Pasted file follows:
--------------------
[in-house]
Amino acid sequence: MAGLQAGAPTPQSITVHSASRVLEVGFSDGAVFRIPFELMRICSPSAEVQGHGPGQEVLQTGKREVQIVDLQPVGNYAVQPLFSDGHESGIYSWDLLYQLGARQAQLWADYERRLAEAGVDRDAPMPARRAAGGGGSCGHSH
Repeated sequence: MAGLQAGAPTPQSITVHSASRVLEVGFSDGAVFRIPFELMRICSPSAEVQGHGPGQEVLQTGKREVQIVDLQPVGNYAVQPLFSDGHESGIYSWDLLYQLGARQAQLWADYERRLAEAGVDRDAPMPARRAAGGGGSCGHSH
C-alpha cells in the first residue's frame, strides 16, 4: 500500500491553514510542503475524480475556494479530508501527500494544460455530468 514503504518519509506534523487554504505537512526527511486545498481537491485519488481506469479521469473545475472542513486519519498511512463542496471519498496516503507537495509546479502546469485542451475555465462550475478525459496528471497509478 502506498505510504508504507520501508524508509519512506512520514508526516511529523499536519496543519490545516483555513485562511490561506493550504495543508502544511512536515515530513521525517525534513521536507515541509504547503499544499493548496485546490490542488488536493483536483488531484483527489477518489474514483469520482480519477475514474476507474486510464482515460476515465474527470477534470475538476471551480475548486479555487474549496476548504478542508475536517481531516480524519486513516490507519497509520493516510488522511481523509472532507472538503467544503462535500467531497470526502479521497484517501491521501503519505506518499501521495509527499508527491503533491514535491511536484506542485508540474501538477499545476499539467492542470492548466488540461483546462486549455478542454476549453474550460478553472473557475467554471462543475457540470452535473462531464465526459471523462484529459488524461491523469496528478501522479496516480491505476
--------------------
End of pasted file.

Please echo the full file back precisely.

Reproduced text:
[in-house]
Amino acid sequence: MAGLQAGAPTPQSITVHSASRVLEVGFSDGAVFRIPFELMRICSPSAEVQGHGPGQEVLQTGKREVQIVDLQPVGNYAVQPLFSDGHESGIYSWDLLYQLGARQAQLWADYERRLAEAGVDRDAPMPARRAAGGGGSCGHSH
Repeated sequence: MAGLQAGAPTPQSITVHSASRVLEVGFSDGAVFRIPFELMRICSPSAEVQGHGPGQEVLQTGKREVQIVDLQPVGNYAVQPLFSDGHESGIYSWDLLYQLGARQAQLWADYERRLAEAGVDRDAPMPARRAAGGGGSCGHSH
C-alpha cells in the first residue's frame, strides 16, 4: 500500500491553514510542503475524480475556494479530508501527500494544460455530468 514503504518519509506534523487554504505537512526527511486545498481537491485519488481506469479521469473545475472542513486519519498511512463542496471519498496516503507537495509546479502546469485542451475555465462550475478525459496528471497509478 502506498505510504508504507520501508524508509519512506512520514508526516511529523499536519496543519490545516483555513485562511490561506493550504495543508502544511512536515515530513521525517525534513521536507515541509504547503499544499493548496485546490490542488488536493483536483488531484483527489477518489474514483469520482480519477475514474476507474486510464482515460476515465474527470477534470475538476471551480475548486479555487474549496476548504478542508475536517481531516480524519486513516490507519497509520493516510488522511481523509472532507472538503467544503462535500467531497470526502479521497484517501491521501503519505506518499501521495509527499508527491503533491514535491511536484506542485508540474501538477499545476499539467492542470492548466488540461483546462486549455478542454476549453474550460478553472473557475467554471462543475457540470452535473462531464465526459471523462484529459488524461491523469496528478501522479496516480491505476